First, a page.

But you're not. Your clarity changes with the light. Those thick fractures within you, they fascinate the eye. I could gaze at you for a lifetime and never see the complete picture. It takes a complicated person to be that beautiful. It takes intelligence to break itself upon the jarred rocks of self-realisation and denial.

That's how I knew that you were choosing not to acknowledge me. You were fully aware of my craving, yet you chose to overlook it. You chose to withdraw into the facetious playroom of childhood innocence. You chose to be stupid, blind and dumb.

And every part of me wanted you more for that.

I couldn't help what happened that night. The fairy lights twinkled as bright as stars about the garden trellis. Your husband and his fat, porky guests quaffing port like pigs in a mud hole. Drunk on their own fine taste and sense of self-worth. I watched you smile, like a string of pearls strung around a pauper. That fake, false way that I watched you cultivate over twenty years of marriage.

I missed the girl in you. I missed the part that was real; that was genuine. Where did she go? Sometimes when we'd take tea, or walk in the country, I'd imagine that I caught a glimpse of her. For a moment she would return as if from some far-flung adventure to the outer shores of existence. "I was always coming home," she'd say, then just as soon be off on her next escapade, far beyond my grasp.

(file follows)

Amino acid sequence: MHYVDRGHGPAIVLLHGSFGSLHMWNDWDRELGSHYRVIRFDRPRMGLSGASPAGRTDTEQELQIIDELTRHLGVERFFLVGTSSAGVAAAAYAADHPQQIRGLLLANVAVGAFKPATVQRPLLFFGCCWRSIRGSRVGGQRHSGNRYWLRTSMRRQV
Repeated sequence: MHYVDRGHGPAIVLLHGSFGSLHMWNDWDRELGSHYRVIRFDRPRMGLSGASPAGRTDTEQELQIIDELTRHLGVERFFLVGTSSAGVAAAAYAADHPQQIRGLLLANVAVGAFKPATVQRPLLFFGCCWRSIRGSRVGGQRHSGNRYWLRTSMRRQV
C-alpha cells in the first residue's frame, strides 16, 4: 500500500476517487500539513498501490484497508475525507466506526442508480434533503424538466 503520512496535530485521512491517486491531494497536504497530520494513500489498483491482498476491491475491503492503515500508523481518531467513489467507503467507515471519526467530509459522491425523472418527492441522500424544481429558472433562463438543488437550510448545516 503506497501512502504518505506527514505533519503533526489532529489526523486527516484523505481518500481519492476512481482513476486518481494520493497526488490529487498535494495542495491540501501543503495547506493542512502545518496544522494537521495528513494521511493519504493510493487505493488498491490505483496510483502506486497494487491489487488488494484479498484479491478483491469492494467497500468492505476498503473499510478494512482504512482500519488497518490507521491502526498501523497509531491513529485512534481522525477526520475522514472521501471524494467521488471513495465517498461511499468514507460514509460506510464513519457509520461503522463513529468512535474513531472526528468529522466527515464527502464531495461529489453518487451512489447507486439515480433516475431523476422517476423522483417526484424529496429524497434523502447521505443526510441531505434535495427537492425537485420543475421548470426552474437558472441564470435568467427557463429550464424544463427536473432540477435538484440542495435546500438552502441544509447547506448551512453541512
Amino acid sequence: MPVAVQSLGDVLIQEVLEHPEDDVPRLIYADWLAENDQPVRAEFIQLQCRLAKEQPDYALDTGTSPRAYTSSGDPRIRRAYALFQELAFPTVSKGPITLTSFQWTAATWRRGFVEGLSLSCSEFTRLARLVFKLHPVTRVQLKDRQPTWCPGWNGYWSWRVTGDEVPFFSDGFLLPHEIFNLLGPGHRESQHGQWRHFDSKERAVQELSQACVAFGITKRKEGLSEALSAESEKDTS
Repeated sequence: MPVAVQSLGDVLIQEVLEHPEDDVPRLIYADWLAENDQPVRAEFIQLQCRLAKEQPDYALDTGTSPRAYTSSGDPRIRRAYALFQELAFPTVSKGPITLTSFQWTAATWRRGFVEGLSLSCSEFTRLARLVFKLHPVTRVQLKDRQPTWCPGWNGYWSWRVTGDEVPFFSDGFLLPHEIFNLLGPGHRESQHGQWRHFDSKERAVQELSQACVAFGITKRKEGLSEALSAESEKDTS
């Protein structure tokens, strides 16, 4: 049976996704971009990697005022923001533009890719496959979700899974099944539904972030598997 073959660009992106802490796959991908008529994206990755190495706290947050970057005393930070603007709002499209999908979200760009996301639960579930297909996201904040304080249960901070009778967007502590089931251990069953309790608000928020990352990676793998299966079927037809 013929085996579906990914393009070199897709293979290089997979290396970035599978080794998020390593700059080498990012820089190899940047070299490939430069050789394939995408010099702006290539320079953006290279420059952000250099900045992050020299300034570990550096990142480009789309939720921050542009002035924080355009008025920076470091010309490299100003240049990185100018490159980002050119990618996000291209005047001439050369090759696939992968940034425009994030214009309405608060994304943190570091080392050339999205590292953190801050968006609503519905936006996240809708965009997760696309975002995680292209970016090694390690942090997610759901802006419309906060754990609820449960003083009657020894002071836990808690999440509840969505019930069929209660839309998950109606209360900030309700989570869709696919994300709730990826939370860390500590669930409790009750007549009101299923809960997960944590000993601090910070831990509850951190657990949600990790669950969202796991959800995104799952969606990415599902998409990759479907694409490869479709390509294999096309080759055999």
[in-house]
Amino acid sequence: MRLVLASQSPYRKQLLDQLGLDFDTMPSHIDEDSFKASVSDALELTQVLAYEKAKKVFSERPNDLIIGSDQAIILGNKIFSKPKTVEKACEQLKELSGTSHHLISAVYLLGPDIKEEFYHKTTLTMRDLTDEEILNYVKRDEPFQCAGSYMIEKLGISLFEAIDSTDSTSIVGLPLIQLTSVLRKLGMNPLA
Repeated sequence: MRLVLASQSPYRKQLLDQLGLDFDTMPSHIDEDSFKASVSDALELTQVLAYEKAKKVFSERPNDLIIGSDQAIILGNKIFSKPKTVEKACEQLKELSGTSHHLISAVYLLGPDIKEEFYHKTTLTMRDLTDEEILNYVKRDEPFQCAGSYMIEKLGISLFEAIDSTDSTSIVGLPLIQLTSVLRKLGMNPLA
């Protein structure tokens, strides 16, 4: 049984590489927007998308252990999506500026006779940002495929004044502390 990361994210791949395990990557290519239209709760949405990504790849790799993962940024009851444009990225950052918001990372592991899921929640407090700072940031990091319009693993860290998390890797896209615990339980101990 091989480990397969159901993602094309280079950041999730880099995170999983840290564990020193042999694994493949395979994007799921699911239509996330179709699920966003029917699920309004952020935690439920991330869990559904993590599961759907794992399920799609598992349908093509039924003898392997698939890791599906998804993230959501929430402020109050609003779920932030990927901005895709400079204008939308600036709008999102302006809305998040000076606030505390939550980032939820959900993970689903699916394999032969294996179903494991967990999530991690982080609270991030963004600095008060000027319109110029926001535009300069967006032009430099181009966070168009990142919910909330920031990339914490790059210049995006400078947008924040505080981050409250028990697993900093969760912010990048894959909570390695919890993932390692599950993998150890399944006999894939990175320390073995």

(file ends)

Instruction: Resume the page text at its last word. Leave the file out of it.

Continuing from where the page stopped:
I loved you from the first moment I saw you, standing in your skinny gym slip at St. Mary of the Immaculate Heart's. I cherished those all-girl dances we used to attend. Those were our salad days. Where no man could touch you, because none were invited.

Every sentence begins with 'I', because I never knew what you thought or felt. Did you ever look at me sideways in the showers? Did you ever wonder? Did you ever, for one brief moment, in the dark-enraptured night, consider what it might have been like?

Each of your boyfriends came and went, so literally. Yet I was always constant. After every heartbreak, after every betrayal - wasn't I always there, just as I ever was? Perhaps you believed my inventions, those imaginary boyfriends who never called and never sent me flowers. Surely you knew that there was only ever one. One person, out of the entire world, who held my full attention.

It had to be said. As we sat beneath the eaves of your grand affluence, staring out across the night-cooled lawns towards the lake. It had to be said.

The sting of your hand across my face burns still. That hot horror as you realised what I had been trying to tell you all our lives. And in that moment, as your eyes flashed and your pearls broke and scattered, I knew that you had known. I knew that, in your own way, you had expected this moment to come.

I suppose, if we're now to be honest, I had always known your reaction. What caused me to provoke you, I cannot say. The empty look of your Gould-guzzling guests, your husband's hollow laugh; the sheer plasticity of it all? The faintest recognition in the depths of my soul that there could be another life behind all of this. Something real. Something meaningful.

And now, there is nothing. Should I regret opening my mouth? Because I do, with every ounce of my being. If, by staying silent, I could look upon you every day for the rest of our lives - look, but never touch - I would sign my name to that contract. But it's too late. That river of truth touches both our continents, but forever keeps us worlds apart.

Should you ever return to the country of our birth, you will find me waiting. Here, beneath the eaves.